I have a basic bash script that currently looks for input of a specified file as a variable and if it is blank, processes the whole directory.

if i specify a file on execution such as script.sh file1.txt then it processes that file.

What I want and cannot figure out, is how to specify multiple files with wildcards. For example:

script.sh file*.txt

I guess it needs some simple loop, but I could not find any examples that matched this scenario.

When I try to do a loop, it only processes the first match.

if [ $# -eq 0 ]; then
    echo "no argument supplied, pulling all file from tick_tock"

    for i in /var/tank/tick_tock/*.txt; do
        cp "$i" /var/tank/awaiting/
echo "you supplied $1"
cp "$1" /var/tank/awaiting/

2 Answers 2


If you invoke a script with:

$ script.sh file*.txt

and if there are matches, then the shell will expand that glob to the list of files matches. Assume, for instance, that you have file1.txt, file2.txt, and file3.txt, then the above command is equivalent to:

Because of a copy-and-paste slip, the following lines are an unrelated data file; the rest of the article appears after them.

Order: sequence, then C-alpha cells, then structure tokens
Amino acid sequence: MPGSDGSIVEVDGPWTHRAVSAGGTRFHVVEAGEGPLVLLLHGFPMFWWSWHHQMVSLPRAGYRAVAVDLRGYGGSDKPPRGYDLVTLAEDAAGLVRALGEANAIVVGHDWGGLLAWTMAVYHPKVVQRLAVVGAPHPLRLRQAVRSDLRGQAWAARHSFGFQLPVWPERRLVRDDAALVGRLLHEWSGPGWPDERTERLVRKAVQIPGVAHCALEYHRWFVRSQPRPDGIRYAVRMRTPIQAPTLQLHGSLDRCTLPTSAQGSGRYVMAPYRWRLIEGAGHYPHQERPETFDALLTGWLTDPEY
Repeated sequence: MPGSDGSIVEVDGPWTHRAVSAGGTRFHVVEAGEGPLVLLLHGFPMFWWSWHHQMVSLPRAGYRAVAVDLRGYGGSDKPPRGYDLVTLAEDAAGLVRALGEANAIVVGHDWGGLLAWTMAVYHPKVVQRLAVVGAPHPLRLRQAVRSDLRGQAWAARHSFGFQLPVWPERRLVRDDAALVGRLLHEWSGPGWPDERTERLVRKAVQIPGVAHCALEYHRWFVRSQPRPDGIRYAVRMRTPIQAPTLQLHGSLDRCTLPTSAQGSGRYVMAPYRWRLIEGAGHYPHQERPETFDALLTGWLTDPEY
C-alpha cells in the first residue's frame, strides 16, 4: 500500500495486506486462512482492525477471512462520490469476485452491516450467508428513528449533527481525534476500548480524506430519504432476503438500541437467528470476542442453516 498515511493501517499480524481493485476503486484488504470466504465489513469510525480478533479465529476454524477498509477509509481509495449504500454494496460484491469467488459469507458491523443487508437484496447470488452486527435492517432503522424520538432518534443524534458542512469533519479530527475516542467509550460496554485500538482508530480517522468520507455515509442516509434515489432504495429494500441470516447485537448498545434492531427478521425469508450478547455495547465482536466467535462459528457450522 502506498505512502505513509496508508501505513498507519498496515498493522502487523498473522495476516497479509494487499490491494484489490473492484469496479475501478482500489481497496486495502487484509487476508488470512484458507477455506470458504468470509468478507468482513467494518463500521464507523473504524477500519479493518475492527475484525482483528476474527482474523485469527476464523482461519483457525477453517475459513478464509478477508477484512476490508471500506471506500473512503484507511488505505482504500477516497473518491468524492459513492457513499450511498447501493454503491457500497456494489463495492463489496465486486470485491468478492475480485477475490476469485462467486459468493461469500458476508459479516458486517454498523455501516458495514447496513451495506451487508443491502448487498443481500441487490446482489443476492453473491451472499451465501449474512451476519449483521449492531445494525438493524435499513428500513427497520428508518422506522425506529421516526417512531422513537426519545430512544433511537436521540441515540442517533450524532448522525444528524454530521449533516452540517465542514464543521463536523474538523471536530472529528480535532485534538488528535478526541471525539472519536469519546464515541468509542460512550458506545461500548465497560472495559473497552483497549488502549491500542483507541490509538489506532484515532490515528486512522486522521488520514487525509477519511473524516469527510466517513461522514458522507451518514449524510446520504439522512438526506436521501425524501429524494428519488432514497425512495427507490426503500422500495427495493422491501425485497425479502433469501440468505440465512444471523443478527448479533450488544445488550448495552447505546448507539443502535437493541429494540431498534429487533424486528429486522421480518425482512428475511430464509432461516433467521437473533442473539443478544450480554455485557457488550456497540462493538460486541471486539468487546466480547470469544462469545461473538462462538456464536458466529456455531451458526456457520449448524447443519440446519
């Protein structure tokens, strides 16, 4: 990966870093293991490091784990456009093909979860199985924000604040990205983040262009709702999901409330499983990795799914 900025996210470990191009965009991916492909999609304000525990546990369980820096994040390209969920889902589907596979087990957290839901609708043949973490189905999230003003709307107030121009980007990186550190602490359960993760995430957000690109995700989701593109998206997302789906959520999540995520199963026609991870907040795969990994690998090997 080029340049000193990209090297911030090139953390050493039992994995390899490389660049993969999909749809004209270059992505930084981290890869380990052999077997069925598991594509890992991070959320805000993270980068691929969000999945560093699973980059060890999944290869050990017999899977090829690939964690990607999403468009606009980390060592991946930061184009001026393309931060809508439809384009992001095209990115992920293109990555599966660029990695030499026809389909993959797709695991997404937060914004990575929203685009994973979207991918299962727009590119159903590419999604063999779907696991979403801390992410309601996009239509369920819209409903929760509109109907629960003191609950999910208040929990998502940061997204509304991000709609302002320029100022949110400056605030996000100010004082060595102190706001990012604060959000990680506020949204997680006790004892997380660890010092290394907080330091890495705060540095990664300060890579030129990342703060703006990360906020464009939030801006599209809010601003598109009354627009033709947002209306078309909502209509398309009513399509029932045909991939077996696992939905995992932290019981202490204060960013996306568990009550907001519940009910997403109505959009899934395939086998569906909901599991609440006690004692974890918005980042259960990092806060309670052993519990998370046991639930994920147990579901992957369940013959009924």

$ script.sh file1.txt file2.txt file3.txt

The order may differ, but that's not important here.

One option do handling the files in that case is a loop like:

while [[ $# -ne 0 ]]; do
    # process ${1}

The shift will discard the old ${1} and shift the remaining parameters "left" by one (2 becomes 1, 3 becomes 2, etc). The shift also updates $#.

For example:


while [[ $# -ne 0 ]]; do
    echo ${1}

If I run that script, I see:

$ ./script.sh a b c
  • 1
    Globs are supposed to be expanded in the locale sort order, so file[123].txt should come in that order. Not that you'd usually need to care or rely on that, but it can be useful with e.g. file names containing timestamps.
    – ilkkachu
    Commented Jul 28, 2020 at 7:40

The thing here is that the wildcard pattern expands to multiple arguments, not just to a single argument at $1. The others are in $2, $3, etc. You can't index into those with standard shell features, but usually you don't need to: you can access the list of arguments to the script with "$@". So:

if [ "$#" -eq 0 ]; then
    echo "no arguments"
    echo "$# arguments:"
    for x in "$@"; do
        echo " $x"     # or do whatever with $x

Something like cp -- "$@" /var/tank/awaiting/ would in turn call cp with the files the script got as arguments. The -- there prevents any following arguments from being taken as options to cp.

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